God or Country


The history of religious freedom throughout the world reads less like a soulful tale of overcoming intolerance than it does Martyrs’ Mirror, the three-inch-thick 1660 tome that chronicles every visceral detail of the deaths of Christians since 1 A.D. In other words, religious freedom, when found, tends to be very discerning and brief. Even here in the United States where ideas of unfettered faithful practice are essential to the national narrative, some faiths, particularly Islam during the Bush administration, have been singled out for ridicule and persecution, and the Bible is routinely used to undermine individual rights. A country’s tolerance is hard to find—and keep.

Just ask the Hutterites, a pacifist, commune-based Anabaptist sect that has resided in Canada since the early 1900s, and who have been recently declared nonexempt from a law that requires photos be displayed on their driver’s licenses. The Hutterites oppose photos to comply with their reading of the Bible’s second commandment: no graven images or idolatry. The Canadian government, in accordance with its Charter of Rights and Freedoms was fine with this exception for decades, issuing IDs without photos. But in May of 2003, Alberta passed a law that required driver’s license information be added to the province’s new facial recognition data base. This new measure is intended to thwart terrorism and identity theft, crimes the pacifist, technology-immune, Hutterites say they know nothing about.

The Hutterites fought the Alberta law and on July 24th, the law won. The Canadian Supreme Court ruled in a 4-3 decision that the sect is no longer exempt from carrying photo driver’s IDs. What’s a group with a long history of packing its commune when forced to choose between God or country to do? Head for the border. Again.

“I hope it doesn’t come to that point [having to leave Alberta], but we are discussing that right now,” Samuel Wurz, a manager of one of the Hutterite colonies, told the World and Globe.

Not all of Canada’s Hutterites refrain from carrying photo IDs. The lawsuit was brought by only two colonies, Three Hills and Wilson, which belong to the most conservative of the three branches of Hutterites, the Dariusleut group. The other two groups, the Lehrerleut and the Schmiedeleut, have allowed their members to be photographed so long as the picture is natural and not posed.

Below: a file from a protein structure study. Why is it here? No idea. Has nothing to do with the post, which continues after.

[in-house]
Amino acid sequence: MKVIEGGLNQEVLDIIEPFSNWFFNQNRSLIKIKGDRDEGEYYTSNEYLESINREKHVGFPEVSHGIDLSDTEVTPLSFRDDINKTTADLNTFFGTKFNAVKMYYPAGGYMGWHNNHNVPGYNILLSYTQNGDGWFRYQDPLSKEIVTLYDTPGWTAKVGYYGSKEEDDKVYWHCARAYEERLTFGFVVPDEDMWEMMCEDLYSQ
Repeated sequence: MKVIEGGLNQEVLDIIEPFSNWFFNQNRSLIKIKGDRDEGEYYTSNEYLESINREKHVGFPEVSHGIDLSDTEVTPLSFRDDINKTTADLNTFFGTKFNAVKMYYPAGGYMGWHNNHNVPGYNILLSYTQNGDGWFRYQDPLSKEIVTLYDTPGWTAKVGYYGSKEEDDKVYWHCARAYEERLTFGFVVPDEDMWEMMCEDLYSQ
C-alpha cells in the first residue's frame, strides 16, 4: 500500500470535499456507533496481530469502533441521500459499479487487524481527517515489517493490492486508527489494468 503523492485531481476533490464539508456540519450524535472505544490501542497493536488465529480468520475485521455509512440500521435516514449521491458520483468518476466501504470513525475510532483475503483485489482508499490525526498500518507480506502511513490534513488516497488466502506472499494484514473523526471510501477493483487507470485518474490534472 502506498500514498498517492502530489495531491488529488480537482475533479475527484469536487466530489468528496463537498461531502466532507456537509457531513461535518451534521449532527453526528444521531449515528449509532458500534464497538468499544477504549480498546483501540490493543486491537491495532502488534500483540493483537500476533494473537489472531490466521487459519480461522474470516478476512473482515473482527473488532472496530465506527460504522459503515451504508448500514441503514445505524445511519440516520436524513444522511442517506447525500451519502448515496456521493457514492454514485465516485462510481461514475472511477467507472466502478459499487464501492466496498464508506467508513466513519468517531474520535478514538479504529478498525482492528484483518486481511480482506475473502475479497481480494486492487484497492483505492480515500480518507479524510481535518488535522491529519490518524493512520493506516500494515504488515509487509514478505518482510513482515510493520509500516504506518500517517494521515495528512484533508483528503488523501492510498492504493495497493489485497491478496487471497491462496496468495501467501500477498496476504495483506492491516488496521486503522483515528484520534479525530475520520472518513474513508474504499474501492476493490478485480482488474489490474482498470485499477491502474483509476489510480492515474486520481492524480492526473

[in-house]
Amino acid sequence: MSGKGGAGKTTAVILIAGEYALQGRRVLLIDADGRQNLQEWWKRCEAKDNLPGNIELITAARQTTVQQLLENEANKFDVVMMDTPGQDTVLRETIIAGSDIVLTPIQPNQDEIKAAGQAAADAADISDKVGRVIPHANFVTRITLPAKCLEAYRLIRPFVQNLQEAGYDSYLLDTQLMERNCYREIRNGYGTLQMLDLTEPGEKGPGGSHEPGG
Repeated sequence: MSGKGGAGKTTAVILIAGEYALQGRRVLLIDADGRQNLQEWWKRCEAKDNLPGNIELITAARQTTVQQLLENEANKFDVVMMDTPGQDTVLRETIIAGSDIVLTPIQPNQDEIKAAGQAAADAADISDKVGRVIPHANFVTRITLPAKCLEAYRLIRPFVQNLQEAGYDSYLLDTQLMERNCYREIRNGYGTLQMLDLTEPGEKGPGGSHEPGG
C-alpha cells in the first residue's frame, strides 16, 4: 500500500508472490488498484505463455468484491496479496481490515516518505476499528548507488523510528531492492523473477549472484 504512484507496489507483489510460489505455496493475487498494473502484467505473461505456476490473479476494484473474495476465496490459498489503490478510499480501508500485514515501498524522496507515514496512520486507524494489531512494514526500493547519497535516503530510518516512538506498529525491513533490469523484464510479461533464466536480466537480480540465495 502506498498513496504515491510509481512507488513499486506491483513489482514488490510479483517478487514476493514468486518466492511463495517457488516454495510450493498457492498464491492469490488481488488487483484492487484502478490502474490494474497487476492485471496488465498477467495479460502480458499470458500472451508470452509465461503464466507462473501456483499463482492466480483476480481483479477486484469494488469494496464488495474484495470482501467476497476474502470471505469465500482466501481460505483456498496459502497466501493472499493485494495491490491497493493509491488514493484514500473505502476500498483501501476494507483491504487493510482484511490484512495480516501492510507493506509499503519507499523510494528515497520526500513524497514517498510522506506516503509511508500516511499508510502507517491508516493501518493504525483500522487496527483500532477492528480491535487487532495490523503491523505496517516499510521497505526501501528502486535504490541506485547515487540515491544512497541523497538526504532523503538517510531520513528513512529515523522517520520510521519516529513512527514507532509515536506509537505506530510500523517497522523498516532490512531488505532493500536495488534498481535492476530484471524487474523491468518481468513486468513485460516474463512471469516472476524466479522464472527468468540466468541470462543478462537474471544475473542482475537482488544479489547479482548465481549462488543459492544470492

The Anabaptists have been run out of multiple towns since their formation during the Radical Reformation in the Low Countries in the 16th century. The choice governments have given most Anabaptist sects during their five-century history is stark: compromise your religious tenets—a prospect that more often than not has led to modernization of the group and loss of adherence to core beliefs—or get out. From Moravia to Transylvania, Slovakia to the Ukraine, Hutterites traveled through countries and the centuries until reaching North America in 1873. They settled in Montana and what was then the Dakota territories and lived peacefully until WWI when the U.S. government persecuted them for their pacifism. Four Hutterite men were jailed and tortured in Levenworth Military Prison; two died. The Hutterites were on the move again; this time to Canada. Having once dwindled to a mere 100 members, they have grown to number nearly 40,000 today.

Where do the Three Hills and Wilson groups go from here? Here, I give Canada’s persecuted, shutter-shy Hutterites a few possibilities to consider:


You’ve already tried the other two North American countries; maybe the third one will fit just right? As I noted a few months ago in my review of Carlos Reygadas’ movie Silent Light about the Mexican Mennonites, the government to the south has been fairly accommodating of the Anabaptists in their midst. Old Colony Mennonites there tend to maintain close-knit communities of farming families that eschew technology and rely on home craft or community production for their goods and supplies. Although they have acquiesced to Spanish in their schools and have, like the Canadian Hutterites, taken to driving, they are significantly more affluent than their native-born neighbors. One word of warning: The recently decapitated, uncontrollable drug cartels are all too willing to kill Mennonite pacifists when they feel like it. If you keep your heads down and your mouths shut, you should be fine.